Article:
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U.S. Transportation Secretary Elaine Chao made a significant announcement at the South by Southwest Conference on March 12th, revealing that the Department will attempt to better accommodate modern infrastructure solutions through a council of cross-modal DOT leaders. The council, called the Non-Traditional and Emerging Transportation Technology (NETT) Council, will be tasked with “identifying and resolving jurisdictional and regulatory gaps that may impede the deployment of new technology, such as tunneling, hyperloop, autonomous vehicles, and other innovations”, according to an official DOT statement.

Hyperloop Technology is cross-modal and presents a modern regulatory challenge for DOT, which is setup to regulate infrastructure in traditional terms (railroads, aviation, highways, etc.). Since Hyperloop appears to fit the legal definition of several infrastructure modes, it could fall under the jurisdiction of the Federal Aviation Administration, Federal Railroad Administration, Federal Highway Administration, Federal Transit Administration, National Highway Traffic Safety Administration, and/or Federal Motor Carrier Safety Administration just to name a few.

“The NETT Council will address these challenges by ensuring that the traditional modal silos at DOT do not impede the deployment of new technology. Furthermore, it will give project sponsors a single point of access to discuss plans and proposals.”, the DOT said.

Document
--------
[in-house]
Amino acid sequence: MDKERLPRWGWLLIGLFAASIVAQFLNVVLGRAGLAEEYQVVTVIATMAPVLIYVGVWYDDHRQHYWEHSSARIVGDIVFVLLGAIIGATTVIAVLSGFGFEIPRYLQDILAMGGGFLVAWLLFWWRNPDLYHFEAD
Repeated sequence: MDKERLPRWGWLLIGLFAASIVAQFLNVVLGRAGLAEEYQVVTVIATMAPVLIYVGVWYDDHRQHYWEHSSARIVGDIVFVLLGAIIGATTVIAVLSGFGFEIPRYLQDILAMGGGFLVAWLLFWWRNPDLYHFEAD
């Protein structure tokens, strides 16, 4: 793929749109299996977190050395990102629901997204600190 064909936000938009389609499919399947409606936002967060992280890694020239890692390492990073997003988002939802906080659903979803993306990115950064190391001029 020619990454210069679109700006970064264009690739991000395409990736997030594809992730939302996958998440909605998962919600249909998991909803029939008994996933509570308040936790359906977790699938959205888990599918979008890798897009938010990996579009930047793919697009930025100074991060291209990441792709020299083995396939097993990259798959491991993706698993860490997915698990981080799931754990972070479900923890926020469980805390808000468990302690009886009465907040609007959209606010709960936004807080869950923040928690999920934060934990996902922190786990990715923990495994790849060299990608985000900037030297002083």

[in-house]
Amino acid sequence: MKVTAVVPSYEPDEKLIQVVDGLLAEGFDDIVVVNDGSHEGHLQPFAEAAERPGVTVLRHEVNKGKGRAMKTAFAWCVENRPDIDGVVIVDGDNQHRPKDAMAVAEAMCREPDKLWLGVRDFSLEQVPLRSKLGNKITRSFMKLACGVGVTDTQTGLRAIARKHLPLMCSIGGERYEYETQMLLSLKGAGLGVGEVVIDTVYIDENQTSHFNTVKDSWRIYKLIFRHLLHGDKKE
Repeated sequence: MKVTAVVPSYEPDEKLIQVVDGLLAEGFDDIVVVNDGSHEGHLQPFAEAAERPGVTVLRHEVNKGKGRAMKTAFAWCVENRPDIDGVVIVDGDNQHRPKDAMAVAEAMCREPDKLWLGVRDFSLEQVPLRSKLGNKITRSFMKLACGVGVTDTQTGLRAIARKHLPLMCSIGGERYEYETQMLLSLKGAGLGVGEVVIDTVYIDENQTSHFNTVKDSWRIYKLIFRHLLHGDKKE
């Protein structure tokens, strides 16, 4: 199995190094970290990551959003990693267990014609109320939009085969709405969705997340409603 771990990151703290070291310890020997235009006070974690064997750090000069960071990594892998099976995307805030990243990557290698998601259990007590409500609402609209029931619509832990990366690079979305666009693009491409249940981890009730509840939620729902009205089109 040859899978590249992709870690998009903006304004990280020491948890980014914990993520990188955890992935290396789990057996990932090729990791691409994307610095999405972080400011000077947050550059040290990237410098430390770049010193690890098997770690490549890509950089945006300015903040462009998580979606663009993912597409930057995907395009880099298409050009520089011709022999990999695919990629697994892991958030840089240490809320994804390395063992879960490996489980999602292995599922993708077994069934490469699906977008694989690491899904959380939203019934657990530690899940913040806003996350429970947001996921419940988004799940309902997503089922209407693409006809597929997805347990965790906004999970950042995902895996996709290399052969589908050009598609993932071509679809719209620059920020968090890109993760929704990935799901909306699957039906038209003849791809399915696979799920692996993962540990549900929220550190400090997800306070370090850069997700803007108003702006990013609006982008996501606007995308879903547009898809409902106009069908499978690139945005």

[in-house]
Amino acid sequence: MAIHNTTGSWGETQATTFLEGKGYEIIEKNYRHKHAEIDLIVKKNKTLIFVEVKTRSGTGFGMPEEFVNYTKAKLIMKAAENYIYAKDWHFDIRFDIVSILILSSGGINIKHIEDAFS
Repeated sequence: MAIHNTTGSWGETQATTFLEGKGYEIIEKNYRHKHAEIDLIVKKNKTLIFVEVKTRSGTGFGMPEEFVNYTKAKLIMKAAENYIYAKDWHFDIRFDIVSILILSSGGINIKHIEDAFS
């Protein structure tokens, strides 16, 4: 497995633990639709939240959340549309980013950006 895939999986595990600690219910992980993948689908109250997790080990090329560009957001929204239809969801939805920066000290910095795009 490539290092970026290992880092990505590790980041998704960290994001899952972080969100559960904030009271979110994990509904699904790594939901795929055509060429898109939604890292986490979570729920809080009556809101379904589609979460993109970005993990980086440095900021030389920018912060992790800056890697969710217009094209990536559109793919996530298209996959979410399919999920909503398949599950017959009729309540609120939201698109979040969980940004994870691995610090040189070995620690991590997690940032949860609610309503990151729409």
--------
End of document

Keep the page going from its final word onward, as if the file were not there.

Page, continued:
Heartland Hyperloop looks forward to learning how project sponsors and interested parties will be empowered to provide input to the council following their organizational meetings. This input will be critical to ensuring a thorough review of DOT modal regulations while providing regulatory stability and confidence to innovators in America’s transportation sector.

The council, chaired by Deputy DOT Secretary Jeffrey Rosen, held its first meeting on March 14th and discussed several topics, including tunneling and Hyperloop. Rosen, who has been with the Department in his role as Deputy Secretary since 2017, has been nominated by President Trump to serve as Deputy Attorney General in the Department of Justice. It is unclear when his name will officially be submitted to the U.S. Senate for confirmation, but when that occurs it is expected that Derek Kan, the DOT Under Secretary for Transportation Policy and NETT Council Vice-Chair, will begin leading the council.